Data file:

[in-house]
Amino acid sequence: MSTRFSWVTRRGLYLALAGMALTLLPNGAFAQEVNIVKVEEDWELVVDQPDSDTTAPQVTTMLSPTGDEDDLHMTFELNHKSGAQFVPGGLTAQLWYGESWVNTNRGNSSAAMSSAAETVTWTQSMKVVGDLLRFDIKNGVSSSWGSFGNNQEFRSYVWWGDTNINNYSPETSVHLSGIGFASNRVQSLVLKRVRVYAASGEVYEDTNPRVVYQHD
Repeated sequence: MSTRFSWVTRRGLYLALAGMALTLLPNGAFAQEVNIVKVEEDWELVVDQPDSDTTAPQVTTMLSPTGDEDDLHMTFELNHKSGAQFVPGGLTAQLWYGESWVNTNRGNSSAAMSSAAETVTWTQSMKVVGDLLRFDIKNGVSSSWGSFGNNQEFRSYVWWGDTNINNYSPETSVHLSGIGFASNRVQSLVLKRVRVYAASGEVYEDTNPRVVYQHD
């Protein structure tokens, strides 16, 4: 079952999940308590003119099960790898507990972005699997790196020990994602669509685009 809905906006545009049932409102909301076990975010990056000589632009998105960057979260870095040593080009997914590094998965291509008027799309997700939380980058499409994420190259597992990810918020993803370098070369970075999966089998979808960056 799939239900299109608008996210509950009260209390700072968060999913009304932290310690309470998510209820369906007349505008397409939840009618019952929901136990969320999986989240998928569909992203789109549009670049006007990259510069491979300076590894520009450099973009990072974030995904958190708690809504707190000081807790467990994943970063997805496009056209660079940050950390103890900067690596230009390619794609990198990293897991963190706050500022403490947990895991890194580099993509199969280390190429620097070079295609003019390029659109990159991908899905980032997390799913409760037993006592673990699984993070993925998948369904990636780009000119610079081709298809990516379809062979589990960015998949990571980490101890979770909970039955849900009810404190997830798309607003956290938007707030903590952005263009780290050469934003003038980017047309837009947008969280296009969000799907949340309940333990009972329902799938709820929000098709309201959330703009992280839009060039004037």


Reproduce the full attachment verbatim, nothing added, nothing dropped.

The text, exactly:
[in-house]
Amino acid sequence: MSTRFSWVTRRGLYLALAGMALTLLPNGAFAQEVNIVKVEEDWELVVDQPDSDTTAPQVTTMLSPTGDEDDLHMTFELNHKSGAQFVPGGLTAQLWYGESWVNTNRGNSSAAMSSAAETVTWTQSMKVVGDLLRFDIKNGVSSSWGSFGNNQEFRSYVWWGDTNINNYSPETSVHLSGIGFASNRVQSLVLKRVRVYAASGEVYEDTNPRVVYQHD
Repeated sequence: MSTRFSWVTRRGLYLALAGMALTLLPNGAFAQEVNIVKVEEDWELVVDQPDSDTTAPQVTTMLSPTGDEDDLHMTFELNHKSGAQFVPGGLTAQLWYGESWVNTNRGNSSAAMSSAAETVTWTQSMKVVGDLLRFDIKNGVSSSWGSFGNNQEFRSYVWWGDTNINNYSPETSVHLSGIGFASNRVQSLVLKRVRVYAASGEVYEDTNPRVVYQHD
């Protein structure tokens, strides 16, 4: 079952999940308590003119099960790898507990972005699997790196020990994602669509685009 809905906006545009049932409102909301076990975010990056000589632009998105960057979260870095040593080009997914590094998965291509008027799309997700939380980058499409994420190259597992990810918020993803370098070369970075999966089998979808960056 799939239900299109608008996210509950009260209390700072968060999913009304932290310690309470998510209820369906007349505008397409939840009618019952929901136990969320999986989240998928569909992203789109549009670049006007990259510069491979300076590894520009450099973009990072974030995904958190708690809504707190000081807790467990994943970063997805496009056209660079940050950390103890900067690596230009390619794609990198990293897991963190706050500022403490947990895991890194580099993509199969280390190429620097070079295609003019390029659109990159991908899905980032997390799913409760037993006592673990699984993070993925998948369904990636780009000119610079081709298809990516379809062979589990960015998949990571980490101890979770909970039955849900009810404190997830798309607003956290938007707030903590952005263009780290050469934003003038980017047309837009947008969280296009969000799907949340309940333990009972329902799938709820929000098709309201959330703009992280839009060039004037």